I’ve changed my approach to reading. I read from several books each day, in an informally structured way. I start my afternoon reading session (usually around 4:00 p.m.) with a “dharma” book—that is, a book on the Buddhist teachings or something closely related. I start with this in order to make real the idea that my life should be centered on spiritual things; my spiritual life and welfare should be my first priority. I may not act that way much of the time, but in my reading period I can bring that intention to life by putting my spiritual reading first. My current selection here is The Tantric Distinction: An Introduction to Tibetan Buddhism by Jeffrey Hopkins, a book that I first bought and read in February 1987, shortly after I had started the practice of meditation. My gosh, 30 years. Life passes very fast.
The next slot in my reading period is taken by fiction, or I suppose I could say imaginative literature, because sometimes I read poetry or drama here. For a long time this was what I started my reading period with; it was only when I resumed my meditation practice about 3 years ago that I made a change.
Next is usually a research text for my brontosauruslike work in progress, The Age of Pisces. These might be works of history that tell me about the world I’m writing about (the Hellenistic world of the 1st century BC), or they might be thematic works—books relating to the ideas that are present in my epic. Or they might even be craft books, for in the past couple of years I have been making a belated effort to learn how to write properly! A breech birth, I’ve done everything bass ackwards in life. I’m trusting that there’s some cosmic purpose behind all that, for sometimes it feels like I’ve wasted a lot of time.
After the research text comes some other nonfiction book on a subject of current interest to me.
So what was the change? I made the change when I finished reading the Iliad a couple of months ago. I had enjoyed reading it (it was my second time, the first being in 2008), and had a strong sense that there was a lot in it to think about. And, beyond the fact that Homer’s Iliad is one of the Great Books of the Western World and therefore forms part of the intellectual foundation of our Western civilization, it is one of the great epics in Western literature, and I myself am engaged in writing an epic. I see myself as being part of the literary tradition of which Homer was arguably the originator. So I want to learn about the epic form from him.
I’ve often wanted to analyze stories after reading or viewing them, and many times have done short written analyses. But I’ve always had to squeeze these in among my other activities, and they have tended to be rushed and incomplete. More things keep coming; I keep reading and viewing. I never give myself much chance to reflect on what I’ve read or viewed. If I wanted to do a more proper job of it, I was going to have to make time for it. And the most logical time for that is to use the reading slot itself: instead of reflecting on a work while already reading the next one, I would hold off starting another fictional work until I had finished processing the last one. Now, at “fiction reading” time, I come down to my office and open up my analysis document for the Iliad, and resume my musings there.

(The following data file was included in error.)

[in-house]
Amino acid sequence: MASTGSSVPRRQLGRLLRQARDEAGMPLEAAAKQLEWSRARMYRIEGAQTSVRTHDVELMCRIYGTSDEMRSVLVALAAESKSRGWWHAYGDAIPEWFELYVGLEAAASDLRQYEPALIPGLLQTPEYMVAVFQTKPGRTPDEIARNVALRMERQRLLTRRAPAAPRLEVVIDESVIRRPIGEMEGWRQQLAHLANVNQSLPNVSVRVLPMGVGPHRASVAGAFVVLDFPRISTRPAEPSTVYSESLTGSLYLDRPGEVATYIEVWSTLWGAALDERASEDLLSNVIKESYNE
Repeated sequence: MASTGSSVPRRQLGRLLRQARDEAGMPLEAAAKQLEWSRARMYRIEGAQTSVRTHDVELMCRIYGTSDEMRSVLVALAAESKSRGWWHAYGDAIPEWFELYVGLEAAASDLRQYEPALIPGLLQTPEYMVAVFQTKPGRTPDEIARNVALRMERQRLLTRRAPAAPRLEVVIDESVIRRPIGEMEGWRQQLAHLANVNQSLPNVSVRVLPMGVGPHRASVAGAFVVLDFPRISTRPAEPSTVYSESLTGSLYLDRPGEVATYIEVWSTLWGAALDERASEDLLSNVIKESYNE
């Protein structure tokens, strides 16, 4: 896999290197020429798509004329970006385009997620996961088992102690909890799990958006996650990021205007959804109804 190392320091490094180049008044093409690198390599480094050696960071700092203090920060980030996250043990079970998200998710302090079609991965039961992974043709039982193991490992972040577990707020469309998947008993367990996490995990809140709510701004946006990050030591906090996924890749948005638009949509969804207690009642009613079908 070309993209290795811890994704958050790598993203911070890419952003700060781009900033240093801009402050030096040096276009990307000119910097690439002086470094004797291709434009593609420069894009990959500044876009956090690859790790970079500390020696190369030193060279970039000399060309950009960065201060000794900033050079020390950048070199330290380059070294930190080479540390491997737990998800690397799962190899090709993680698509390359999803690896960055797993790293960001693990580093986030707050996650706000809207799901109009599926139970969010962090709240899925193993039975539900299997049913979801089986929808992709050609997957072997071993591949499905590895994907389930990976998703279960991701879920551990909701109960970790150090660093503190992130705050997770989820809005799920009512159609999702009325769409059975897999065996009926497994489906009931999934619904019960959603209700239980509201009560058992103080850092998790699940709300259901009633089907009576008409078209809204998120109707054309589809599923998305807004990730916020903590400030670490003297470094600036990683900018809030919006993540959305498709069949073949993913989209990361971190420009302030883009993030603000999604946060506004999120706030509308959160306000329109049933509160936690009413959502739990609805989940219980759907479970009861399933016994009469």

As of now, it runs to 104 pages. The first 28 pages are a scene-by-scene summary of the poem which I made while I was reading it. As I read each scene, I would write down a summary of it and then type those summaries into my analysis document the following morning. The next 36 pages consists of extracts from other books that I’ve pasted in as information or commentaries on ideas that I’m working with in the analysis. These are arranged alphabetically by book. The first one, for example, is from the book Anger by Carol Tavris, and it consists of a single line: “Anger is the human hiss.” I think that’s a beautiful and provocative line. But there are many other works represented in this section, including extracts from a few Wikipedia articles.
Finally, at page 64, my own notes begin. They have wandered far and wide as I have sought for handholds and toeholds to climb to my own understanding of this work. The Iliad is one of the most analyzed books ever written; a large section of the ancient Library of Alexandria was devoted to the works of Homer and commentaries on them. Before the Bible became the foundational text of Western culture, Homer’s works were it; people resorted to them in just the way people over the centuries have resorted to the Bible, for knowledge, wisdom, and answers to their life problems. But I don’t want to read other people’s thoughts on the Iliad until I have formed some of my own. This reader wants to respond to the writer without intermediaries.
And my agenda is bigger than just the Iliad. I’m interested in all the great epics of Western literature. I refer to the ones included in the Great Books set:
- the Iliad by Homer
- the Odyssey by Homer
- the Aeneid by Virgil
- the Divine Comedy by Dante
- Paradise Lost by John Milton
Are these books somehow telling the story of Western civilization and its transformations? Are there themes in common? Is there one deep underlying story? These are questions I want to answer for myself. I have some preliminary ideas that I find exciting.
Meanwhile, I still grapple with the Iliad. Puzzling over it for the last 3 months has taken me to places I would never have gone had I simply put the book down and picked up another. It has had me reading up on Greek mythology, the history of warfare, and the psychology of anger. For it, I have changed my reading schedule, the granite bedrock of my daily life.